When I read the Washington Times, whether online or in its traditional paper form, the first thing I do after scanning the headlines on page one is turn to John McCaslin's column, "Inside the Beltway." It's always got the best tidbits on the most interesting "stuff" of Washington, which is why many folks around the country now make it a regular stop on their daily reading list.
Recently, I hosted a book event for John McCaslin at the Heritage Foundation to introduce folks to his new book by the same name, "Inside the Beltway" ? a must-read for all those interested in the personalities and moves of "Washington types". Why would I host an event and dedicate a column to material not seen as "hard news"? Because most times you can learn more about the character of a person when they think no one is watching.
But John McCaslin is always watching, so to speak. The wild popularity of his column sends the best news his way via some 1,000 e-mails a day from his eyes and ears in Washington and beyond. Veteran journalist that he is, John only uses tips from trusted sources and/or items he can verify. And many of these great insights into the lives of the powerful are included in his book in more expansive form than the space allotted for his daily column.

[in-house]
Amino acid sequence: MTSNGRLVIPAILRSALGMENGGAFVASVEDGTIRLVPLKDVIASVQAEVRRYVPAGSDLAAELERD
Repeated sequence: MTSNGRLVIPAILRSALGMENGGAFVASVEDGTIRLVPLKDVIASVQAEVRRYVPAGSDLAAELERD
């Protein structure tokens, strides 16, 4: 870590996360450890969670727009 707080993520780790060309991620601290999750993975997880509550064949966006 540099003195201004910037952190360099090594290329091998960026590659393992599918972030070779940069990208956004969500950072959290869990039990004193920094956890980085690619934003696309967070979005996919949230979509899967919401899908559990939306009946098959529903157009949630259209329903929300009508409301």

There's something about John you should know: He's a perfect gentleman ? the type rarely seen anywhere these days, let alone in Washington. And he is a warm, attentive father to his beautiful and poised 16-year-old daughter, Kerry, who often accompanies him on speaking engagements. John's writing reflects his thoughtful, deliberate style ? a style that is thoroughly engaging, but never mean or crass.
He simply collects the type of information a lot of reporters miss, the kind that gives insight into what type of person they're covering, and reports it in a manner that creates a vivid snapshot of the scene in your mind. As the popularity of McCaslin's column demonstrates, if you are known for collecting enough accurate "inside" information and sharing it in a manner that is useful, folks come to respect, trust and rely on you for the "real scoop."